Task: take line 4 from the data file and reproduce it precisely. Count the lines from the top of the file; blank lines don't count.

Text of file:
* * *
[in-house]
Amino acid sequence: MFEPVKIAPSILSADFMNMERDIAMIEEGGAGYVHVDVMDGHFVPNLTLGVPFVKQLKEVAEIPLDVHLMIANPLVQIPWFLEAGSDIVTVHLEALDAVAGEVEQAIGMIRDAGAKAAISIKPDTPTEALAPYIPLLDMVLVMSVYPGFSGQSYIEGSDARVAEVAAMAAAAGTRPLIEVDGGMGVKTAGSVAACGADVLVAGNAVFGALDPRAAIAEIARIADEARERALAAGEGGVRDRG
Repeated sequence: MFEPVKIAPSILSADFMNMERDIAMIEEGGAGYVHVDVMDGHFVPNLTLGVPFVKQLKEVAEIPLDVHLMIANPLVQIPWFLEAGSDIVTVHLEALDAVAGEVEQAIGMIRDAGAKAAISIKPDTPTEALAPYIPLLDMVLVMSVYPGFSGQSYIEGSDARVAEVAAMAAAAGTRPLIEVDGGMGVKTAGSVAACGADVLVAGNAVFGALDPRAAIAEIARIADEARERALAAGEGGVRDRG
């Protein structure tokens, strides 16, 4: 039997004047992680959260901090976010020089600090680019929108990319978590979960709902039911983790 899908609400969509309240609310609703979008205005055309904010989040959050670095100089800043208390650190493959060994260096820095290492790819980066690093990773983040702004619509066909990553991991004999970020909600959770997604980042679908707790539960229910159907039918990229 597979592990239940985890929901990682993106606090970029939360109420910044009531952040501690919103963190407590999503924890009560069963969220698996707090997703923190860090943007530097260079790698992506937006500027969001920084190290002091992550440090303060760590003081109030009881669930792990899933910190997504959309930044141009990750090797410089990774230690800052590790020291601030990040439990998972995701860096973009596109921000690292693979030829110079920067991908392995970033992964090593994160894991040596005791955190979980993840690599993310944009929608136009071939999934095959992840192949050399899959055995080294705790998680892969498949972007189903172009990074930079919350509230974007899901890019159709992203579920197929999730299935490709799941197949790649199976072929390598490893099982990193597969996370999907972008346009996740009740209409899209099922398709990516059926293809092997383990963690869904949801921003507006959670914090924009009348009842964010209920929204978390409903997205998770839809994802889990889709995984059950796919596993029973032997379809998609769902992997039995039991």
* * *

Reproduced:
């Protein structure tokens, strides 16, 4: 039997004047992680959260901090976010020089600090680019929108990319978590979960709902039911983790 899908609400969509309240609310609703979008205005055309904010989040959050670095100089800043208390650190493959060994260096820095290492790819980066690093990773983040702004619509066909990553991991004999970020909600959770997604980042679908707790539960229910159907039918990229 597979592990239940985890929901990682993106606090970029939360109420910044009531952040501690919103963190407590999503924890009560069963969220698996707090997703923190860090943007530097260079790698992506937006500027969001920084190290002091992550440090303060760590003081109030009881669930792990899933910190997504959309930044141009990750090797410089990774230690800052590790020291601030990040439990998972995701860096973009596109921000690292693979030829110079920067991908392995970033992964090593994160894991040596005791955190979980993840690599993310944009929608136009071939999934095959992840192949050399899959055995080294705790998680892969498949972007189903172009990074930079919350509230974007899901890019159709992203579920197929999730299935490709799941197949790649199976072929390598490893099982990193597969996370999907972008346009996740009740209409899209099922398709990516059926293809092997383990963690869904949801921003507006959670914090924009009348009842964010209920929204978390409903997205998770839809994802889990889709995984059950796919596993029973032997379809998609769902992997039995039991």